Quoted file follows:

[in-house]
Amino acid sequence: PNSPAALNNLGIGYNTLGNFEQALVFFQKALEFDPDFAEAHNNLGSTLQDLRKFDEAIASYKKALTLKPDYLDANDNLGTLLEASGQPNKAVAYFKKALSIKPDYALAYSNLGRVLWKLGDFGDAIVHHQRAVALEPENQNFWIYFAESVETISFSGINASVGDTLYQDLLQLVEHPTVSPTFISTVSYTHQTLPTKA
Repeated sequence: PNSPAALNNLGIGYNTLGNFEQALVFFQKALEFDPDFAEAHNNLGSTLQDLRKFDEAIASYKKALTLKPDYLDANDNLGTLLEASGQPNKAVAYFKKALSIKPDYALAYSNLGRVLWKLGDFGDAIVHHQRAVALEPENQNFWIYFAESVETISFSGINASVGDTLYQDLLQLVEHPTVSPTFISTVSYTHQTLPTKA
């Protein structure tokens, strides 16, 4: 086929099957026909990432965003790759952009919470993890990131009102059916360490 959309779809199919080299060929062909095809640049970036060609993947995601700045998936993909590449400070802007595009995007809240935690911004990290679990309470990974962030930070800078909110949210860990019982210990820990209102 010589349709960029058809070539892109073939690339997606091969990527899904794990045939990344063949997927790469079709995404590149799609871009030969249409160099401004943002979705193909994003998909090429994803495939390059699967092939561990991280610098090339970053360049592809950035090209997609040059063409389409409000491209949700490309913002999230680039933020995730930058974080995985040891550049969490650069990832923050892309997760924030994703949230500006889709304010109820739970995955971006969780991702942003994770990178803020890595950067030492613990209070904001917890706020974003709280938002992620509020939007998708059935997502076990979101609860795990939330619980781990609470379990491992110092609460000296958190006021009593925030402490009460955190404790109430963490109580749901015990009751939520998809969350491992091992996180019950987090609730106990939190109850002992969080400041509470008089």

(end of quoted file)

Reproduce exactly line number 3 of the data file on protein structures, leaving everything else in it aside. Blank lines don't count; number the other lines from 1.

Repeated sequence: PNSPAALNNLGIGYNTLGNFEQALVFFQKALEFDPDFAEAHNNLGSTLQDLRKFDEAIASYKKALTLKPDYLDANDNLGTLLEASGQPNKAVAYFKKALSIKPDYALAYSNLGRVLWKLGDFGDAIVHHQRAVALEPENQNFWIYFAESVETISFSGINASVGDTLYQDLLQLVEHPTVSPTFISTVSYTHQTLPTKA